Beachville: An EF-1 rating, occurred through Beachville, a town near Woodstock. Tree damage caused by the heavy winds. The wind speeds were clocked at a max of 150 km/h. The track length is estimated to have been 2.8 km, with the tornado's width pegged at 100 metres.
Gads Hill: An EF-1 rating, it had maximum wind speeds of 150 km/h with a preliminary track length of 4.2 km. It resulted in damage to a farm and trees.
Blythe area: An EF-1 rating, it had maximum wind speeds of 135 km/h and a preliminary track length of 6.7 km.
Kettle Point: No official damage indicators appear to have been impacted, so was given EF-0 rating. Spotted at 10:45 a.m. Had a 1.07 km track length.
St Columban: As no official damage indicators appear to have been impacted, so given an EF-0 rating. Spotted at 11:15 a.m, witness reported a funnel cloud where nearby crop damage was reported. Track length was 6.43 kilometeres.
Though consistently warm, Civic Holiday weekend featured some powerful storms, marked by pounding rains in some areas -- and, it seems, at least four tornadoes.
Camden East: A high-end EF-0, it was spotted at 2:35 p.m., with maximum winds of 130 km/h, and some local damage reported.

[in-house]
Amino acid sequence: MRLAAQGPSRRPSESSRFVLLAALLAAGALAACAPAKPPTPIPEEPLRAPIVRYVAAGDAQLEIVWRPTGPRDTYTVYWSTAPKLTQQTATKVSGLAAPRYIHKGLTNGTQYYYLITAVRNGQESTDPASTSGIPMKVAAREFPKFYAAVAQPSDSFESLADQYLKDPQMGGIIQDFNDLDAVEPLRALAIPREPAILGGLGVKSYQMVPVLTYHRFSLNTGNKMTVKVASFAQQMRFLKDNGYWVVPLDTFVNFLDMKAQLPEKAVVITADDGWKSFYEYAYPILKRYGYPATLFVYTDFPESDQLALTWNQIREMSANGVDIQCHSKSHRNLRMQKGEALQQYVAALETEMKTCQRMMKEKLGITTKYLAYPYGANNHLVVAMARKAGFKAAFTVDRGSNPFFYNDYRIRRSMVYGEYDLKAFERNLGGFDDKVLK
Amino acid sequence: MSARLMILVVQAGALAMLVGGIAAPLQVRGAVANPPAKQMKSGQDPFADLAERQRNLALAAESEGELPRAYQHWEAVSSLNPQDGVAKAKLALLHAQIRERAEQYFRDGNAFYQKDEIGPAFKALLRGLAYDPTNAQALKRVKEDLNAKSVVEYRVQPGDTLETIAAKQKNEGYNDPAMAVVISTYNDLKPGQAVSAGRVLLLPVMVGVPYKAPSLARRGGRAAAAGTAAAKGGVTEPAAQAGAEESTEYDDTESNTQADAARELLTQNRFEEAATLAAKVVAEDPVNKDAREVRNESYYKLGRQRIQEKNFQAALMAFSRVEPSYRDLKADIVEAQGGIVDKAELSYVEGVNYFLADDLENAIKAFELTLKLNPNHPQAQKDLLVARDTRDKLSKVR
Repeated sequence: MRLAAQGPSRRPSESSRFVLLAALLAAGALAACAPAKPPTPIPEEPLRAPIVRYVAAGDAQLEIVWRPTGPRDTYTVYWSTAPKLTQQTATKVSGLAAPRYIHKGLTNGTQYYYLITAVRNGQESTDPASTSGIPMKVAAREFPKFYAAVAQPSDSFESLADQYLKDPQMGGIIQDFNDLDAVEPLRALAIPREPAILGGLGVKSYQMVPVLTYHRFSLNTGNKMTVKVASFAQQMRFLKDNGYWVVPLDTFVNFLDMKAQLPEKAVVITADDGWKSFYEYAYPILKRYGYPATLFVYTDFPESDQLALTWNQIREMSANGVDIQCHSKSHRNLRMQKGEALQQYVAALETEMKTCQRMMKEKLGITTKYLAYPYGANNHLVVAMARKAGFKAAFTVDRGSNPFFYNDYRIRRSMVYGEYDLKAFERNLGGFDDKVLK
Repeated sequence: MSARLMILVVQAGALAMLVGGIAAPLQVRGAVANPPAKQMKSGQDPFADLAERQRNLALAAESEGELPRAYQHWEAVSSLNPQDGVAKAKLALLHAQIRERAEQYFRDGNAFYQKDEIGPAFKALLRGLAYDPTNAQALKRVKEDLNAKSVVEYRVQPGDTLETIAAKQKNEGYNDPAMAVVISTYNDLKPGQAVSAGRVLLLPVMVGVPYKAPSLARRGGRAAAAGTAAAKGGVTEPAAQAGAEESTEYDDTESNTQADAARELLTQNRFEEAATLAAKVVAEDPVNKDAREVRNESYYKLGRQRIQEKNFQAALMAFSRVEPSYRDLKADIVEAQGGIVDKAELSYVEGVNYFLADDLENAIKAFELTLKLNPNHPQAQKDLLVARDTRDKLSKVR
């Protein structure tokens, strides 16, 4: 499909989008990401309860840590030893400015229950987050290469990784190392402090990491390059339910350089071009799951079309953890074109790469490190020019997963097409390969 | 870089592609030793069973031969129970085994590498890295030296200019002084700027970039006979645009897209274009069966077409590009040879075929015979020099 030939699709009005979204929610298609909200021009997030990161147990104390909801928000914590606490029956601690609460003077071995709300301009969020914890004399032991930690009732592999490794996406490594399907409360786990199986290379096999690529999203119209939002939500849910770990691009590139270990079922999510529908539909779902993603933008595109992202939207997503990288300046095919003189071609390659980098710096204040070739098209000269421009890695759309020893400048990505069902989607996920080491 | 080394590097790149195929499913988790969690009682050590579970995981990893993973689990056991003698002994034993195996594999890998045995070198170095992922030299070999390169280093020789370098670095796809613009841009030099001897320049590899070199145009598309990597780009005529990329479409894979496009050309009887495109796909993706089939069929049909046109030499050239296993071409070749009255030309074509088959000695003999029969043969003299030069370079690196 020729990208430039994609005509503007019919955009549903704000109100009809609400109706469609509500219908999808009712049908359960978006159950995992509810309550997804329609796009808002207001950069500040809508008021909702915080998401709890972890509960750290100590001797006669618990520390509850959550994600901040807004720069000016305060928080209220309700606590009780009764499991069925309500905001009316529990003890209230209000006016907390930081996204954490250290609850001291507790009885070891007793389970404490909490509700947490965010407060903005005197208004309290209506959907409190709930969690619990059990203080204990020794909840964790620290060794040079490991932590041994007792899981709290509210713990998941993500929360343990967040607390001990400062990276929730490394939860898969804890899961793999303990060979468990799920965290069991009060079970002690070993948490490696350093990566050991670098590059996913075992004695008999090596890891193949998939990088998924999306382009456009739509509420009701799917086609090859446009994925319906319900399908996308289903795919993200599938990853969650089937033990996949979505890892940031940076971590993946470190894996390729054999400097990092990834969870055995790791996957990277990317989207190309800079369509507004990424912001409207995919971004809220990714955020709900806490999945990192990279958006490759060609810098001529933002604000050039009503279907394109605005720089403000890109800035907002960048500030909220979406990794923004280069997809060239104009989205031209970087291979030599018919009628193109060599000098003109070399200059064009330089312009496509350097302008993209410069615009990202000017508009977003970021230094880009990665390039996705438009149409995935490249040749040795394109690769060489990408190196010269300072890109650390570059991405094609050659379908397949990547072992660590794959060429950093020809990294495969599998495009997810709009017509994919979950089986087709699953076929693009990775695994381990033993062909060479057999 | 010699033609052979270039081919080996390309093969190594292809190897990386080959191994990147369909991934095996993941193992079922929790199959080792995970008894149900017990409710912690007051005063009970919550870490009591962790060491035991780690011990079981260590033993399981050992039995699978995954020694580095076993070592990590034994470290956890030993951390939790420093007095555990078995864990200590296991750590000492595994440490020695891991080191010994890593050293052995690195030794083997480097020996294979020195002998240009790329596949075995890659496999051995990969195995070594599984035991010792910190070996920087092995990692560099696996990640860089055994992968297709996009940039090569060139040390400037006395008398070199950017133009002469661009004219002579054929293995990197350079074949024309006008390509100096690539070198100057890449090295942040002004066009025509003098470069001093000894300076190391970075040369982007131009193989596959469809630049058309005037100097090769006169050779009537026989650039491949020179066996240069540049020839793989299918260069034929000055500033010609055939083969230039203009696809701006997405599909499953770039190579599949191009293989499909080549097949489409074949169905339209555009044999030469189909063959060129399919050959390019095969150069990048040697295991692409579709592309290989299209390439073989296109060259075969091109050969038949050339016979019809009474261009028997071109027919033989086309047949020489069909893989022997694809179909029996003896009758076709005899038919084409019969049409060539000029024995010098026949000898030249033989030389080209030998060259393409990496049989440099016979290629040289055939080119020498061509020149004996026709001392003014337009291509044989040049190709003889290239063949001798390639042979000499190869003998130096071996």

Oxford Mills: A low-end EF-0, this twister was spotted at 4:25 p.m., with winds near 90 km/h. Damage associated with this tornado was light.
Kinmount: An EF-2 rating, this tornado was reported at 4:50 p.m. and boasted maximum winds of 190 km/h, causing considerable damage.
The holiday Monday also yielded severe weather, with tornado warnings and watches issued.
At one point, Environment Canada issued a tornado warning for a weak twister reported by a weather spotter at approximately 12:40 p.m. north of Mitchell. Some tree damage has been reported, and the event is still under investigation and has not been confirmed as a tornado.
Palmerston: Rated as an EF-0, the tornado was spotted at 3:45 p.m., with maximum wind speeds of 115 km/h. Track length was 1.1 kilometres. Weak tree damage was reported in Palmerston after a storm passed through the area.